Fourth, unlike Massachusetts, anyone from any state can get married in California. It might not be recognized in their own state, but lack of current state recognition does not make the marriage any less meaningful or valid in the eyes of the couple, their friends and family, or to God, for that matter.
I admit that I have not always been much of a marriage equality activist in my lifetime. It was never really that important to me, as I never thought I would truly want to be with someone for the rest of my life. My view of relationships was this - people come into your life for a variety of reasons, stay awhile and then leave when there is nothing more you have to offer each other. Why would you want to muddy the water with marriage, making it more of a hassle to make a clean break? This is how I used to think, until I met Angie, and we started dating. Now, a year and a half later, we own a house together and suddenly I find myself looking at her sometimes and thinking things like 'This is the woman I'm going to be with for the rest of my life' and 'What would happen to her if something bad happened to me?' I want her to be protected, the same way I want to be protected. When we bought our house, we made the decision to go ahead and have a lawyer draw up our wills, powers of attorney for healthcare and general decisions, etc...$1200 for some documents that provide us about 1/4 of the rights and protections a straight couple gets just as soon as they sign on the dotted line of their $35 marriage license. When I forked over that money, I recognized what g/l/b/t/q people have been fighting for...equal protection under the law...and I deserve it just as much as my straight counterparts.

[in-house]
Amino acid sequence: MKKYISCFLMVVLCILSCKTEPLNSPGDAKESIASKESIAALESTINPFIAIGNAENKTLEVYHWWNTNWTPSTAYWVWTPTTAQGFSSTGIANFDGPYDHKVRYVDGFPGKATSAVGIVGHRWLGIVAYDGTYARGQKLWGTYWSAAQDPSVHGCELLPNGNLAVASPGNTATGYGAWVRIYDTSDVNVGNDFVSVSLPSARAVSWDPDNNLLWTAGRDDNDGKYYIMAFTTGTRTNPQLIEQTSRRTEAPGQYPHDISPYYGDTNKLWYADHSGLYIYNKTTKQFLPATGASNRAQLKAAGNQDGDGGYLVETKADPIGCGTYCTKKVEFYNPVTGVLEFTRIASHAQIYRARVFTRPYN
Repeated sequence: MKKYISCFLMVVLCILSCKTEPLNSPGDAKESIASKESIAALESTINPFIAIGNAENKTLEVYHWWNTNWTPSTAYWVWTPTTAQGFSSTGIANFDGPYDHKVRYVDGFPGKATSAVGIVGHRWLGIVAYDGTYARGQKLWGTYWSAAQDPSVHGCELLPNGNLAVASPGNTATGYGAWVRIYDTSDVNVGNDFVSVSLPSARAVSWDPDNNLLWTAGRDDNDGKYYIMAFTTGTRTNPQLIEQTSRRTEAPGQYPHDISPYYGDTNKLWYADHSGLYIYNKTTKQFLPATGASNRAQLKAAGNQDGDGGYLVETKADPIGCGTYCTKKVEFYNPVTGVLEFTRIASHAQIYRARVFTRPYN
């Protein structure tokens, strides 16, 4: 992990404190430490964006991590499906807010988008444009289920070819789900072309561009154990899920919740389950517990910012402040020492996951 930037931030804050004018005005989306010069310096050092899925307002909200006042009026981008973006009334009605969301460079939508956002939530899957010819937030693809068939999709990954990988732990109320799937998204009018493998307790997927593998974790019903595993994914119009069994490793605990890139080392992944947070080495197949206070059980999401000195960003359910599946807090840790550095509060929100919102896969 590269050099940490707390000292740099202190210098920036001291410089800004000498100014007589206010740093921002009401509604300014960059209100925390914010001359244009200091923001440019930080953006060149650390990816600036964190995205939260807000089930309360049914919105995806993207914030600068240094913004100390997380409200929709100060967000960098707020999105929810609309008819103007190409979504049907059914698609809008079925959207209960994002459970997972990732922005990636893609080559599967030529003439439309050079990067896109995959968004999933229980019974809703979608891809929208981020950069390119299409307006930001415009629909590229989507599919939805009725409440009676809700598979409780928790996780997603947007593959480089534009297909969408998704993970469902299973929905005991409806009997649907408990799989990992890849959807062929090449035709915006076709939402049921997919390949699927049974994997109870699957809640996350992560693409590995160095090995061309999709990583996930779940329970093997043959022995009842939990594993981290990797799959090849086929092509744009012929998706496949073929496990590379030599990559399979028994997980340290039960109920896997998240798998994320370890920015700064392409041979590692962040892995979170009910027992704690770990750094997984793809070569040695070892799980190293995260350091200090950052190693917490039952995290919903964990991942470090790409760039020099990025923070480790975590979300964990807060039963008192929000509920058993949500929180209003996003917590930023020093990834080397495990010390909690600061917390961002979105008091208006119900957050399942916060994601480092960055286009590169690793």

I'm going to marry Angie next year. We are planning a religious ceremony in Georgia through the United Church of Christ, which is open and affirming, and recognizes marriage equality, even thought the state does not. Then we plan to have a civil wedding in either British Columbia, Canada or California, so we will have legal recognition of our marriage, at least in those states who currently recognize it. Once again, lack of recognition on my state's part does not make my marriage any less meaningful or valid to me or to Angie, and we feel confident that it will be recognized in all states in our lifetime.